In 2010, I was the only consumer advocate on the Department of Transportation’s Future of Aviation Advisory Committee, and I suggested that the FAA (a DOT subsidiary) finally ban lap kids. That October, I chaired a meeting of industry experts from the FAA, DOT, NTSB, Boeing, the airlines and labor unions. I first asked if there was any scientific evidence that unrestrained kids are as safe or safer than restrained kids, and the answer was a definitive no. (That’s why every single state has a child seat law for cars.) So we recommended banning lap kids to then DOT Secretary Raymond LaHood.

But once again the FAA refused, and in 2011 reinforced its “diversion theory,” which holds that some families forced to purchase airline seats for child restraints will drive instead, and driving is more dangerous than flying. There are many fallacies within the diversion theory, which I address at length in my book "Attention All Passengers." But dozens of aviation professionals think the theory itself is bunk.

“The airline industry owns the Department of Transportation,” Goglia says. “It’s all about the economics. And if you talk to people who know statistics, they’ll tell you [diversion] is baloney.” He’s echoed by Brown: “Diversion is ludicrous. It’s a smokescreen.”

Jennifer Stansberry Miller, an advocate for airline accident survivors and victims’ families, says, “In my experience with the FAA, they have always been referred to as the ‘tombstone agency’ that does not effect change until people die. What is unfortunate is that children have died and been injured, yet no change. What is the magic number of fatalities and injuries to make this happen?”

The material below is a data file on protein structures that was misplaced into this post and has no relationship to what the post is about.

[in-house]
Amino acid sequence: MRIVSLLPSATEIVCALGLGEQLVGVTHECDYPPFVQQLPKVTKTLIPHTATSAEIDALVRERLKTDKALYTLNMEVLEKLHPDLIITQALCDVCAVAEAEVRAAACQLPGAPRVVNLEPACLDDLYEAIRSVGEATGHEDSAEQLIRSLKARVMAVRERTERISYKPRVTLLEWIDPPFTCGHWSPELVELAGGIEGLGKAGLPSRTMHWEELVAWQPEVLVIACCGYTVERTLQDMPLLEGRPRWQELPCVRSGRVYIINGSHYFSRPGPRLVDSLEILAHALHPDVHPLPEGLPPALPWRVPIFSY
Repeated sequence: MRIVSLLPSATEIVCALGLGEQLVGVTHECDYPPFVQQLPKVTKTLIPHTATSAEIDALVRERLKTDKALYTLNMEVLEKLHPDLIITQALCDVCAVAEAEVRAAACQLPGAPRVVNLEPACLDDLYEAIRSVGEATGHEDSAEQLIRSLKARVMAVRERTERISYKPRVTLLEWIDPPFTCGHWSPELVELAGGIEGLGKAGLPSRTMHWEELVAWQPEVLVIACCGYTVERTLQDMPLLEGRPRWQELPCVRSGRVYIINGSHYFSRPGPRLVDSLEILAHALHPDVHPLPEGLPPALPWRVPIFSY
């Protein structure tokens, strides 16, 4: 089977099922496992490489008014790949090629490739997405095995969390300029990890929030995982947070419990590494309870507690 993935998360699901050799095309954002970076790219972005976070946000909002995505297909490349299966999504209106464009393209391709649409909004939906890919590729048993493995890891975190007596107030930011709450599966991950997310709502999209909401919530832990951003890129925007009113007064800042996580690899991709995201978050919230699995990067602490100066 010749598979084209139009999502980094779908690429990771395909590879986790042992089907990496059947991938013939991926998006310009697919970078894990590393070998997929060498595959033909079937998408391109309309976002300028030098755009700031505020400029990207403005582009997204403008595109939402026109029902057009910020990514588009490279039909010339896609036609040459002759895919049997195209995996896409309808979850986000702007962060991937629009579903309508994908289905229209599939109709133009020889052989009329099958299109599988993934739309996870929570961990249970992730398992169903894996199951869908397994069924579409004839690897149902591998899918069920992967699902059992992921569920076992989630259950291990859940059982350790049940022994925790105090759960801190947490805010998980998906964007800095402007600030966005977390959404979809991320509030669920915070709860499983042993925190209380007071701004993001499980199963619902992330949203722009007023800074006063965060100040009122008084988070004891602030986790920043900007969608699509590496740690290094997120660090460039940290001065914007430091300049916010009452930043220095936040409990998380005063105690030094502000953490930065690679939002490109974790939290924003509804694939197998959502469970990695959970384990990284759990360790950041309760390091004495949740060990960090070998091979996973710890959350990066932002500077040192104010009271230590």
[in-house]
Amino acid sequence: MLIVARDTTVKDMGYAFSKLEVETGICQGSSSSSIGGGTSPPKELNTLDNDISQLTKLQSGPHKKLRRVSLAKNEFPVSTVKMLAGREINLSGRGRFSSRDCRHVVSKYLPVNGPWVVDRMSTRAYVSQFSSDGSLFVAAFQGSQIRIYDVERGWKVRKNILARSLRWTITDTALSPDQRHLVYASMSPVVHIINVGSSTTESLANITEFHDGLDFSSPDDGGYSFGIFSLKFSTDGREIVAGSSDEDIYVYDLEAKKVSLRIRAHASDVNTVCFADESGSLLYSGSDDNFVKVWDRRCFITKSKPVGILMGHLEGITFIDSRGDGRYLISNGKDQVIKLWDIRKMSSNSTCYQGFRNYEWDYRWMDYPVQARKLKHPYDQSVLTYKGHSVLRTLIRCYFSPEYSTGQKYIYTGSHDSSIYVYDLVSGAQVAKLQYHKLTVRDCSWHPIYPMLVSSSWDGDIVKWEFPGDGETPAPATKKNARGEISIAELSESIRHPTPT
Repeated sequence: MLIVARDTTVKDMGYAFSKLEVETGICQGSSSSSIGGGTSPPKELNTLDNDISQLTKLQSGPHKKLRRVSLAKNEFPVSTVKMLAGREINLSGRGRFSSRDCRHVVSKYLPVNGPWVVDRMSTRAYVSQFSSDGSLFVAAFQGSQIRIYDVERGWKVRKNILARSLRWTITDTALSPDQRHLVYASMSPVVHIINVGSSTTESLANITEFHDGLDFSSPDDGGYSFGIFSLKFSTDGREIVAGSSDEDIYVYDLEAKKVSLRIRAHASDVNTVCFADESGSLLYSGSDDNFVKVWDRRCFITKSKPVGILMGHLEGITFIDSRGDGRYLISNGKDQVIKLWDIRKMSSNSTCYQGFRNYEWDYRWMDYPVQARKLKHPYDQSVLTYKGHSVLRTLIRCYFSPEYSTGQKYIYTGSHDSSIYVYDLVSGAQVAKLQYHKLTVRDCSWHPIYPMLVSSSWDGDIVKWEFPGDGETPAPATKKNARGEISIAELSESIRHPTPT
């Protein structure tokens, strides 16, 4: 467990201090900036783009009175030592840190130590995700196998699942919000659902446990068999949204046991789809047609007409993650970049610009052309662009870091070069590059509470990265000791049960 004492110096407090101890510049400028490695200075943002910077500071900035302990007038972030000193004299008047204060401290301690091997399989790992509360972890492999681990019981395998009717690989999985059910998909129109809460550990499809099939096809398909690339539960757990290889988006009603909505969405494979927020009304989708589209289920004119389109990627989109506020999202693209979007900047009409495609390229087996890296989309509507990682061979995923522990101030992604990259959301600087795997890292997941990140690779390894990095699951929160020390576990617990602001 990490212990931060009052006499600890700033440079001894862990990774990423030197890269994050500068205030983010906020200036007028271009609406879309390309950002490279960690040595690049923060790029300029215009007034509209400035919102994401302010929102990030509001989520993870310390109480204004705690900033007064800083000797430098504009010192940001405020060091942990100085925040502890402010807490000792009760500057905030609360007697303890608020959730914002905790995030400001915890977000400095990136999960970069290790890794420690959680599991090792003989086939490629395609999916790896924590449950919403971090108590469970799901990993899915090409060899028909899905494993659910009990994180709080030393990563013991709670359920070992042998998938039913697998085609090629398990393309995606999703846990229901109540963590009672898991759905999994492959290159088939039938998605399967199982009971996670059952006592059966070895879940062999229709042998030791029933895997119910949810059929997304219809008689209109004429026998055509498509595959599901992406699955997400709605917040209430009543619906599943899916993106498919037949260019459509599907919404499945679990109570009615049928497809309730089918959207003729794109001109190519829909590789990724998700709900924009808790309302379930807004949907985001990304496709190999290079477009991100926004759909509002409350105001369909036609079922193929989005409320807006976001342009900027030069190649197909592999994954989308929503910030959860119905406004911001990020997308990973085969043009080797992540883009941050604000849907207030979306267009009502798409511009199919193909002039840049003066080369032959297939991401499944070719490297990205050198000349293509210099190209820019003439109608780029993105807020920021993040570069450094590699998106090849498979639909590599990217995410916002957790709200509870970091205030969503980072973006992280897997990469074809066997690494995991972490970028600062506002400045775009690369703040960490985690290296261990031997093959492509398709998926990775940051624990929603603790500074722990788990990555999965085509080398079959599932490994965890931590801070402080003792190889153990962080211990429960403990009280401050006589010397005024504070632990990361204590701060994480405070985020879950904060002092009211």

Our committee advocated greater education efforts, and in fairness the FAA followed up. But the message simply has not come through. The proof is found at airports across America — thousands of lap kids fly every day, primarily because caregivers don’t know the risks.

For Brown, the Sioux City crash remains a painful reminder. Without prompting, she notes that Evan Tsao would have just turned 26. The former flight attendant believes she survived that crash in order to shed light on the danger "lap children" really face.

“No FAA official will ever have to face the mother or father of a dead child,” she says. “I did.”

Questions and answers for parents:


Wouldn't a parent be able to hold onto a baby, even if there's an emergency? Not unless you’re a superhero. The g-forces are simply too great.

If it’s so dangerous, why don’t the airlines and/or the FAA do something? Why, indeed. Jan Brown believes she knows why children under 2 are at risk: “They have no voice, they have no vote, they have no lobby. They’re like Kleenex.”

Wouldn't this be government intrusion? No. Some have equated banning lap babies with banning supersized soft drinks and similar regulatory measures. This isn’t intrusive policymaking — it’s the closing of a loophole that has existed since 1953, when the government first required all passengers on airplanes to be restrained, except those under 2. To suggest that infants need not be restrained is to further suggest that adults need not be restrained. The FAA has a responsibility to ensure that everyone on board a U.S. airline is safe, but it has shirked this responsibility for decades when it comes to infants. And the unpleasant truth is that during an incident, an unrestrained baby poses a safety risk to others.

William J. McGee, the lone consumer advocate on the DOT’s Future of Aviation Advisory Committee, is the author of "Attention All Passengers."